This is a tough one.
It’s not often I feel overwhelmed, but I’m definitely feeling anxious. I’m not an overly anxious person, so when I start feeling anxiety, I shut down somewhat. I’m sure people around me think I’m mad at them or avoiding them, but it’s not on purpose. I just want as little conflict as possible when I’m overwhelmed, so I tend to distance myself until my brain calms down. Part of the reason I’m overwhelmed is work. Now that I’ve gotten fully back to work, I have taken on more responsibility, but there aren’t enough hours in the day to complete my work. I am helping on 4 different active projects, and 3 warranty projects. Right now, that seems like a lot. I just need a day to catch up. I have a lot of emails in my inbox which completely stresses me out. I am orderly and neat and organized with my work, so I have every task accounted for, and instead of marking them off, new ones keep appearing! That also means I get stressed with personal emails, as well. I have far more emails in my mentallyunique email than I could handle, so without even looking at the messages, I deleted them all. I did the same with my other 2 personal emails. SO, if I missed something somewhere, I’ll never know. I just can’t handle a lot of emails at once when I’m overwhelmed. I would be impulsive and delete all my work emails, but I’d get fired, and I LOVE my job. It’s just taking some time to get back into the full swing of things. I’ve been working late every day for the past 2.5 weeks, and that’s OK, but I’m exhausted. My body is clearly still healing, and it’s getting in my way! I need to be all the way healed. Of course, it’s only 4 months since I had surgery, but I’m ready to not be tired all day long. I passed out the last 2 nights around 10pm. I am just so tired. I barely have enough energy to be present, much less engage with people around me that aren’t coworkers. Ya know?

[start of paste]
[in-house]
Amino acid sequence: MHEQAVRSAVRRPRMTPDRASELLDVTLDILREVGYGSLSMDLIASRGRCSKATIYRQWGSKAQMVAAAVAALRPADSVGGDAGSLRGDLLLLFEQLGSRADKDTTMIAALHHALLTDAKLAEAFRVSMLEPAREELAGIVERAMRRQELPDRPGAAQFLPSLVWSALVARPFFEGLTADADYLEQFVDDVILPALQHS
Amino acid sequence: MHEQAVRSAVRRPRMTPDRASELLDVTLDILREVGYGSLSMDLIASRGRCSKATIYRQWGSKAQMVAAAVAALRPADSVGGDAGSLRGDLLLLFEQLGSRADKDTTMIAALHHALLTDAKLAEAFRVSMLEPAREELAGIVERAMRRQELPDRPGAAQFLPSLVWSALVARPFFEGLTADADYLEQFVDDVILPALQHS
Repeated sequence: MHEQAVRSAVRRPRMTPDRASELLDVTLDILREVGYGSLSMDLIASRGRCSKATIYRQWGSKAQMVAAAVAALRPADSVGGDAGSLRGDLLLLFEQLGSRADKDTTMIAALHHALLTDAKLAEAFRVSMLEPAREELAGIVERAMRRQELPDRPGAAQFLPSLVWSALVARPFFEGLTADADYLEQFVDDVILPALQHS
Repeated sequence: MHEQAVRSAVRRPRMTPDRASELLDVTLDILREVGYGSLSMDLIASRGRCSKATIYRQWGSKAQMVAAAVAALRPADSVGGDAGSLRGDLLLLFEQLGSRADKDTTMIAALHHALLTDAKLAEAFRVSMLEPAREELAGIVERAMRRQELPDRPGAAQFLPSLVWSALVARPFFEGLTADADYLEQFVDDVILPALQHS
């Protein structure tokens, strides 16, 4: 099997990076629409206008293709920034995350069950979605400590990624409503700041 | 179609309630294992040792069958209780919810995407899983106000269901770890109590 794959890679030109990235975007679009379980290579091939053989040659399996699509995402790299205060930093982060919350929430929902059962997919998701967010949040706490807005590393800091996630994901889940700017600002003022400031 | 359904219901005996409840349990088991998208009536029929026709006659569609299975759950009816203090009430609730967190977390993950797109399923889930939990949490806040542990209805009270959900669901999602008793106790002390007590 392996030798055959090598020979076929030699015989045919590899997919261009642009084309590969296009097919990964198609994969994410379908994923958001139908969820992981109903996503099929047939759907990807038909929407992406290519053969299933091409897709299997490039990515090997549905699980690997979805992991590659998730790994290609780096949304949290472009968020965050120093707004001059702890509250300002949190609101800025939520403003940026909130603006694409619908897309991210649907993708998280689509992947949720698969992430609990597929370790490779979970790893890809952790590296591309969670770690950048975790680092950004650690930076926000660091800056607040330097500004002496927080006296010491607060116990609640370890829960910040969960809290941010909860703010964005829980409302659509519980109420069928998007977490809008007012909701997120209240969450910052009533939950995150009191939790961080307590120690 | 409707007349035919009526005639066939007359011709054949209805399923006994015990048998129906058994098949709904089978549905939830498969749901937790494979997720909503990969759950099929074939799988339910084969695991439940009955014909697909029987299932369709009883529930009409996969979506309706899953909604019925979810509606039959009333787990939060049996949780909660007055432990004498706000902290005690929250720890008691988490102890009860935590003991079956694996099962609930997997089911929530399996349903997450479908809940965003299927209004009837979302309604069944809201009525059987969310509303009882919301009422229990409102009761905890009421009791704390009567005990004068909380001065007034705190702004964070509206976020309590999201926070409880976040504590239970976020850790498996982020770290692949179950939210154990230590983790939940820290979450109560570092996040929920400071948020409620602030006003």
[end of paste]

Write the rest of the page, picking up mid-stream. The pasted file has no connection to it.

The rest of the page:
I took a mild sleeping pill last night, and I FORGET every single time that it affects my mood in a negative way, so I feel like I’ve been frowning all day. I got more upset about a situation at work than I normally would. I’m pretty easy-going, but when I’m overwhelmed, and fatigued and took a med that makes me feel icky, I just can’t get it together. I feel stuck and can’t focus and the emails and notebooks for work are looming bigger than life over me. ANSWER your emails. UPDATE your notebooks. WRITE your contracts. TALK to your clients. Ugh. I do LOVE my job, but I’m tired and anxious today, and I gotta remember that this pill makes me feel icky and paranoid. I’ve continued to think about people taking their own lives. I’m torn between sadness and anger. Having been there myself, I am amazed at how I was willing to just take off. Had I been successful, my children would have been FOREVER changed. Ruined. Broken. It would have been MY fault. No one else would have been responsible. There would be those that agreed it was all my fault. There would be those who would blame whatever was making me sad. All 3 attempts were during very dark times in my life, and they revolved around 1 person. It stemmed from the age of 16 through the age of 34. So, if I had succeeded, my Mom would have blamed him. But, would it have been his fault or mine? Or both? Is there a right answer? We all think we have the answer. I don’t think the answer to why someone takes their own life is every easy or black and white. See, there isn’t always something or someone to blame. Some things just happen and they are sad and there is no one to blame. There aren’t clear answers. Even if there’s a suicide note, isn’t the heartache the same? What about when people still don’t believe the note? We all cope in different ways. Taking your own life means leaving a string of sadness, hopelessness, confusion, loneliness, anger, isolation, depression. These seem a lot like reasons people give for feeling suicidal. I feel incredibly thankful that my life was saved the 3rd time. The one clear thing I remember is saying out loud, as I was being rushed to the ER, that I was ready. I had never felt such peace in my LIFE. EVER. But, it was false and selfish peace. Had I given into that light, my children wouldn’t be who they are right. I would have changed their journey….and not for the better. Honestly, I have never really talked about that time or the other 2 times. There is shame associated with it. I was incredibly private about my tendencies. No one knew I was suicidal. I never spoke about it out loud. When I woke up in ICU the 3rd time, he was standing over me. I didn’t know WHY I was in the ICU. I didn’t know what day it was or time. I knew I was in the hospital. I immediately wondered where Jacob and Judy were. Were they home? Were they safe? Were they alone? I cared less about why I was there, and more about whether my children were OK. I couldn’t ask anyone because I had a tube down my throat. When they realized I was awake, they turned the light on. I had been watching in the dark. Watching him pace back and forth in my room. I saw the nurse come in, check my vitals and leave. It took me a while to realize I wasn’t dreaming. My eyes had to grow used to the light again. I looked at his face, and it was concerned, but blank, too. The nurse didn’t look phased at all. She’d probably seen this too many times before. Their faces didn’t give away what happened to me. Then the doctor walked in, and he asked if I knew why I was there? I couldn’t answer – tube down my throat. I shook my head no. He brought a bag of pill bottles up from his side. He had been carrying the bag, but I hadn’t noticed. I shook my head no, as to say – NO, I didn’t do that. No way! A loud voice inside my head said I would never do such a thing. The doctor went on to explain that my best friend had brought the bag of pills to the hospital and that my children were with her. I still didn’t believe him. He was looking at me with such disgust and disdain. He was angry at me. I could see it in his face and hear it in his tone. Then he left. I was relieved. I needed time to absorb my surroundings and what he had said. My abuser, who was my boyfriend at the time, just stood over me. I’m sure he said something soothing but all I can remember is that he saved my life and that I hoped he wasn’t mad at me. (seriously?) When it was clear to the nurse I was ready to get the tube out, she helped take it out. They had shoved a tube down my throat and pumped my stomach. They do that using coal. AND, it’s disgusting. They gave me an IV drip of Narcan. I didn’t call my Mom. I didn’t call my sister. I stayed overnight in the ER. I actually can’t remember how many days I was in the hospital. I just know I left the day after they pulled the tube out. I accepted that I did indeed take the pills. The doctor told me, with continued disgust, that all my medical records for that particular hospital would have notes of attempted suicide, opiate addiction (which I wasn’t at the time), and a “do not give pain meds” restriction and that if I came to the hospital again, he would call CPS and have my children take away. I wasn’t offered help or asked if I was OK. No one asked me why? NO HELP WAS OFFERED. None of that happened. I was judged, ridiculed and threatened. That happens more often than not – sadly. I’ve seen more people who struggle with depression get judged and ridiculed more than help. I WANT TO BE THE HELP.